Synchronise behavioural tasks with recorded signals

The SyncMaster provides a simple way to synchronise behavioural tasks with recorded signals.

The device is connected to the computer running the task via USB and the output port is connected to an input on the recording system. The task script can then send commands to the device, producing event-specific signals on the output channel which can be used to time-lock recorded signals to behavioural events.


The drivers to run the device using Python can be installed using pip:

pip install syncmaster

Further details are given in the installation section.

Once the Python package is installed and the device connected as outlined in the setup section, the device can be initialised and triggered to synchronise behavioural events with recorded signals. A simple application is shown below, with further details available in the initialisation and triggering sections.

Example application

After importing the library, the device must be initialised. This should be done once at the beginning of the behavioural task.

Triggers can then be sent using simple commands. These can be integrated with the behavioural task in order to indicate the occurence of events of interest. This generates signals on the output channel which are recorded and can be used to analyse recorded data relative to behavioural events.

# Import library
import syncmaster

# Create device object
device = syncmaster.SyncMaster()

# Run trial with start and end signals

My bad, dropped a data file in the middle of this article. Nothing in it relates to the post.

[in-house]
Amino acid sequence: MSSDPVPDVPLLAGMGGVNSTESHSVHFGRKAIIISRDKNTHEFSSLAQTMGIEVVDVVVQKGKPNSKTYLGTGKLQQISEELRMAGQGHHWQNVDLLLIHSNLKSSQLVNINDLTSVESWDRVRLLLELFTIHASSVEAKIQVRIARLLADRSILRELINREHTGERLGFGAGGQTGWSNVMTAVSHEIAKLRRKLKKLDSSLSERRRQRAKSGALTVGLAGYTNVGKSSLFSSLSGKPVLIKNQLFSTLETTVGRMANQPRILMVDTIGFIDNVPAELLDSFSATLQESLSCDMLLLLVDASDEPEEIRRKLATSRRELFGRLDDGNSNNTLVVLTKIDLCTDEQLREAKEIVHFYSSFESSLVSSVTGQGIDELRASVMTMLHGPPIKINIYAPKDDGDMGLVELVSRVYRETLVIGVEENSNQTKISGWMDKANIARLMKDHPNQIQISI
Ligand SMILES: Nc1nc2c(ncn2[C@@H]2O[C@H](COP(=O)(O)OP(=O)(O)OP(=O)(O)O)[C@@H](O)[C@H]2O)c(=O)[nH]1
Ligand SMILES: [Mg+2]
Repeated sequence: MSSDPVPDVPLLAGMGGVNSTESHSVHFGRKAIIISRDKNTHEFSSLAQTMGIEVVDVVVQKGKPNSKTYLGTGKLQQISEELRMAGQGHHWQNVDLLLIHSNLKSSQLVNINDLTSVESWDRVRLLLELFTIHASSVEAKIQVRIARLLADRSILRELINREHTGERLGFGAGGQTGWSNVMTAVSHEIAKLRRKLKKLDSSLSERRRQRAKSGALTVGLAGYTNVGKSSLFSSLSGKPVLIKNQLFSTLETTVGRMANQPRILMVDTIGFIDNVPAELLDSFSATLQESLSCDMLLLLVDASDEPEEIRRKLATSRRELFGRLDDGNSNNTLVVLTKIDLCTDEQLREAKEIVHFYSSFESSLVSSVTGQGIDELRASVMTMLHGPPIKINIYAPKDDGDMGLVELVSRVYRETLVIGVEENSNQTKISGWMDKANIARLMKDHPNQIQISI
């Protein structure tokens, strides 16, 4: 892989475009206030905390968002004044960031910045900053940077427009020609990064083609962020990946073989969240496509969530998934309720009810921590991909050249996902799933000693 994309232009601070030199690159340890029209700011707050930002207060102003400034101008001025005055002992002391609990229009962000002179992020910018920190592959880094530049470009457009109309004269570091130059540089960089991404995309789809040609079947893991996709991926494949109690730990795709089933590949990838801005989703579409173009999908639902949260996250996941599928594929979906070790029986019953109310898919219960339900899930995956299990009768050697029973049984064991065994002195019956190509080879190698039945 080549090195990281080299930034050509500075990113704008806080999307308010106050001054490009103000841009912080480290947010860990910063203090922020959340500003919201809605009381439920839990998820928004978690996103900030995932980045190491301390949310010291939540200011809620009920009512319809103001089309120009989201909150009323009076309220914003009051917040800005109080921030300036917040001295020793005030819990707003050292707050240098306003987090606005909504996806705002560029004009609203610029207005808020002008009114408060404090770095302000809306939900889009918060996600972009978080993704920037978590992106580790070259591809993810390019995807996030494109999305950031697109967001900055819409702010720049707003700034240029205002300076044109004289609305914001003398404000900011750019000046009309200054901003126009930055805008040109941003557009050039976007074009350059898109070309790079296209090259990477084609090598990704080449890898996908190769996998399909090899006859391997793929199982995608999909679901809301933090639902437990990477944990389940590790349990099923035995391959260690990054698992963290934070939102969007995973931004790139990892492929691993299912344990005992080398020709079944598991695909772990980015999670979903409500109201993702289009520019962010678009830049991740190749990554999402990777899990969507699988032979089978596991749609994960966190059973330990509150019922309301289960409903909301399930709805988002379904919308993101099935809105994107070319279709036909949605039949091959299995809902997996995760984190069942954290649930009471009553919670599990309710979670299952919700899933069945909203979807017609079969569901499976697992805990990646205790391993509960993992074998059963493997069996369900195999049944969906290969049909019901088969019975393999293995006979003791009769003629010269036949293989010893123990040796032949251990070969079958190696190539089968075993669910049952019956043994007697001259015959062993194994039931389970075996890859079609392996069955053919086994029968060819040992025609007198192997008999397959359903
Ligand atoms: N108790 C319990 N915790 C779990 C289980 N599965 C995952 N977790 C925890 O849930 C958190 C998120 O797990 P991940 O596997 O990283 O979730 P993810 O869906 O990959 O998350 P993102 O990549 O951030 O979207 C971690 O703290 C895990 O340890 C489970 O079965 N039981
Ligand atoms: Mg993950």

device.start()    # Send start signal

''' Run behavioural task '''

device.end()      # Send end signal

# Close communication channel when finished

On completion of the task, the communication channel with the device should be formally closed.

Note that more complex task designs with up to 100 user-defined event types can be accommodated. This is outlined in detail in the triggering section.


The device produced pulses of differing lengths on a single output channel. Each pulse length corresponds to a specific event type.

The package includes a function for recovering the discrete event timings from this single-channel pulse data in order to facilitate data analysis. A simple example is shown below with raw recorded data above and each subsequent row showing recovered trigger timings for each event type. This is described in further detail in the analysis section.

This approach can also be used to recover precise event timings for user-defined events. This is outlined in detail in the analysis section.

Oxford Neural Interfacing 2023

Oxford Neural Interfacing 2023